Andrew Bird @ Central Park SummerStage | 7/8/14
It’s not easy to get a sweaty, tightly-packed crowd of New Yorkers clapping and stomping on a 90+-degree day. Armed with a violin and an acoustic band at Central Park’s SummerStage, Andrew Bird did just that.
Bird has been ubiquitous as of late: he debuted a 7-song EP in late 2013 that birthed a new fan favorite, “Pulaski at Night” (featured on Season 2 of Orange is The New Black), and he just released a covers album of songs by husband-and-wife duo The Handsome Family last month. Check #andrewbird on Instagram and you’ll find countless phone screenshots of people listening to Bird’s new material. Clearly, the instrumentalist, singer, and expert whistler is having a good year.
Thousands of fans cheerfully ignored the sticky heat and gathered for Bird’s free show–his first ever SummerStage appearance. He walked on stage alone wearing a sharp but totally seasonally-inappropriate jacket that he promptly took off after one song. Ever the well-dressed performer, Bird wryly advised the crowd: “I’m wearing sandals up here, and it’s a slippery slope until I’m wearing shorts on stage.”
The folkster played the set’s first three songs by himself, looping live violin, guitar, and glockenspiel(!) tracks and singing “Hole in the Ocean Floor” and “Plasticities” over the instrumentation. Watching Bird deftly pick up multiple instruments and build the songs’ intricate layers is akin to seeing a craftsman create a shiny, polished product. From the complex arrangements to the notes in his whistling solos, his precision is enthralling–especially at sunset on a summer evening in Central Park.
The tone of the show instantly shifted from summer-night-pretty to summer-night-barn party when Bird welcomed his band The Hands of Glory to the stage. It’s clear that Bird’s muses of the moment are The Handsome Family, who he referred to as his “favorite living songwriters.” His covers of their material from his new album Things are Really Great Here, Sort Of…dominated the set in ultra-Americana fashion. Pedal steel? Check. Upright bass? Yep. Lyrics woven of rich storytelling? Indeed.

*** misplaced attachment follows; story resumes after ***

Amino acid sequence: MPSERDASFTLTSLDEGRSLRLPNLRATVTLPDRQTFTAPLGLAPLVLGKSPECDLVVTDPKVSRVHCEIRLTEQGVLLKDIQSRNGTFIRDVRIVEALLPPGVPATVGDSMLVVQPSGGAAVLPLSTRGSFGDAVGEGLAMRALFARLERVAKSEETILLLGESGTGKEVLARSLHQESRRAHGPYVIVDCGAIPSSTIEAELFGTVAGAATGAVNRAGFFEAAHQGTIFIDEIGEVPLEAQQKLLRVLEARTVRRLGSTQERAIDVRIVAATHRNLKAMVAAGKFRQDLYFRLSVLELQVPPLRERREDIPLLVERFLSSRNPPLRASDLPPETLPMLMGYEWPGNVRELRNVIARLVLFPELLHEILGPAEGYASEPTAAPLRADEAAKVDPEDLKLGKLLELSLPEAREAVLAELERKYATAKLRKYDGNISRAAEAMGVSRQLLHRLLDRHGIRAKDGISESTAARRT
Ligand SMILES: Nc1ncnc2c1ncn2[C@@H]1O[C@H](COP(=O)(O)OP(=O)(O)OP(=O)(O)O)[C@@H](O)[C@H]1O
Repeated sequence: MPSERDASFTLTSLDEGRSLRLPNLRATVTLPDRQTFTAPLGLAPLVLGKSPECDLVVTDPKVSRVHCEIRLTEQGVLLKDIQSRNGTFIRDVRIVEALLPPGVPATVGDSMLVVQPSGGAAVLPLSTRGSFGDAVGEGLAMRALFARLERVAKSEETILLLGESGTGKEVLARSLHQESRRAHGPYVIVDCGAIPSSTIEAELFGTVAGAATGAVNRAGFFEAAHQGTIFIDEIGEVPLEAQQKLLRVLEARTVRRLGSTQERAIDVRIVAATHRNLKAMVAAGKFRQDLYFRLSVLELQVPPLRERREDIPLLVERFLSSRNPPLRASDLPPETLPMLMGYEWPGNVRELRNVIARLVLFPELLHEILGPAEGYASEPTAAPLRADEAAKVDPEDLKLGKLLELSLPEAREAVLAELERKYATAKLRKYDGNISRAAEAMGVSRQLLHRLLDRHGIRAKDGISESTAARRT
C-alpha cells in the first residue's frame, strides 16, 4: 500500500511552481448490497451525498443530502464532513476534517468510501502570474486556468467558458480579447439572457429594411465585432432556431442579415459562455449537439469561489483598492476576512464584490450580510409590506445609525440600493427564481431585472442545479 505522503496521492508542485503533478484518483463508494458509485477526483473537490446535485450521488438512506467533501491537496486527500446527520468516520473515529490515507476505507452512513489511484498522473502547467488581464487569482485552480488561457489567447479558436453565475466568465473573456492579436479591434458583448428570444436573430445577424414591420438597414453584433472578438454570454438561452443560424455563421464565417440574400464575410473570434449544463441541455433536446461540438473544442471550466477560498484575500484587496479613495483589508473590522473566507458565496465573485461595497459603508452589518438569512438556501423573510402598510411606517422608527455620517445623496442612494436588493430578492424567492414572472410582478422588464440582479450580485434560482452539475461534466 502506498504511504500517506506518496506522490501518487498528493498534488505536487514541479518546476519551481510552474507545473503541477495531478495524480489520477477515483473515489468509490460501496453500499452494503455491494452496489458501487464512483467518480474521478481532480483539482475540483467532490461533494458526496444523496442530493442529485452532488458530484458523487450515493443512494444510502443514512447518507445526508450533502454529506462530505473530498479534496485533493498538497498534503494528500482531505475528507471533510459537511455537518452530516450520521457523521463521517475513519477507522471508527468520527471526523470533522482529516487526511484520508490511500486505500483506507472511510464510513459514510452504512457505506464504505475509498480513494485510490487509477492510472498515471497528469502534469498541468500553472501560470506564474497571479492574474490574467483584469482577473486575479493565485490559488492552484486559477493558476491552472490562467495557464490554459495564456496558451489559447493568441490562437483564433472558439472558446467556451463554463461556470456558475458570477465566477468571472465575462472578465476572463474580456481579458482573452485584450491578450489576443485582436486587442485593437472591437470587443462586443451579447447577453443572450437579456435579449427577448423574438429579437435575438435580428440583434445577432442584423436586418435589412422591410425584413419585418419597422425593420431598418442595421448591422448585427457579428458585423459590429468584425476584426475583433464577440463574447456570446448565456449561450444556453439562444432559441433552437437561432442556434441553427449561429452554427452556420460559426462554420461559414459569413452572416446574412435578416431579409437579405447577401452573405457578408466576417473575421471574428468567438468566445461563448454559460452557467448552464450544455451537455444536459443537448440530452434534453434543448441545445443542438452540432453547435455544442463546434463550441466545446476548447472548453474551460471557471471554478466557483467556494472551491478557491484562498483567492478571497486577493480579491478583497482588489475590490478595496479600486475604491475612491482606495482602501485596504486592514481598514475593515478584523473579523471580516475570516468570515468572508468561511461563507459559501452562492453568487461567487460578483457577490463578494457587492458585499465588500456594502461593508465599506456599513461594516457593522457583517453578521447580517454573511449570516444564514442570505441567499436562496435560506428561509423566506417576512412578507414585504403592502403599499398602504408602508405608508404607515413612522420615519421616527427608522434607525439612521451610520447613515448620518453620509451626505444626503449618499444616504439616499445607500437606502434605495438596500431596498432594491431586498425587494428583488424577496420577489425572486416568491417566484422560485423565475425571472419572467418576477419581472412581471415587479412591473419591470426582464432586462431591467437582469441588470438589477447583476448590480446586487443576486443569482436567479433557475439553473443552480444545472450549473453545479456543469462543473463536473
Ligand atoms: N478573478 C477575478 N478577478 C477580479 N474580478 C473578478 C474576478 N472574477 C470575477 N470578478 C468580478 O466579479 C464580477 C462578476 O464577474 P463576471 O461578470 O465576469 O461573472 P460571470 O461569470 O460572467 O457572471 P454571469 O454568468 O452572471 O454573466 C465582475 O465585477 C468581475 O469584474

Bird’s Handsome Family fixation isn’t a total departure from his folky roots, but playing the duo’s material is an interesting direction for him–one that proved to suit his (and the Hands of Glory’s) talents. Guitarist and singer Tift Merritt, Bird’s frequent collaborator, got some of the loudest applause of the night when she occasionally belted out verses in her classic country voice between harmonies with Bird. Midway through the set, Bird and the Hands of Glory gathered around one microphone and stayed there for old-timey renditions on some of his original material, like “Give It Away” from 2012’s Break It Yourself. “Railroad Bill,” a super-rustic highlight of the set, prompted a lot of seriously enthusiastic square dancing inside the park.
After the crowd-around-the-microphone formation dispersed, Bird and co. temporarily put their honky-tonk fun aside and made their way to some of the most anticipated songs of the night: “Three White Horses,” “Pulaski at Night,” and the gorgeously island-inspired “Danse Caribe.” At this point of the evening, the sweltering heat had been replaced by a breeze that perfectly coincided with Bird’s most poignant songs. The “Pulaski” to “Danse” transition was a particularly lovely point of the show: Bird and the Hands of Glory first summoned an overwhelming feeling of yearning, then joy. Amidst the fireflies and rustling leaves, many people listened to the songs with their eyes closed. “Danse” felt like a natural ending point with its whistle-and-violin crescendo, but the band played on. They finished the set with a bold version of “Tables and Chairs” so rambunctious that it seemed to take the audience by surprise.
The band returned for a three-song encore that built quietly from “MX Missiles” to “Cathedral in the Dell,” a melancholy Handsome Family tune that lent itself to spooky harmonies between Bird and Merritt. The finale, “Don’t Be Scared,” sounded at first like a lullaby sendoff until it grew into another loudly dramatic closer. Part warning and part comforting advice, it made for a fitting way to part with the crowd as the wind picked up and thunder rumbled in the distance.
Setlist for Andrew Bird @ SummerStage | 7/8/14
Hole in the Ocean Floor
Dear Old Greenland
Give It Away
When That Helicopter Comes
Near Death Experience Experience
Three White Horses
Pulaski at Night
Drunk By Noon
Tables and Chairs
Cathedral in the Dell
Don’t Be Scared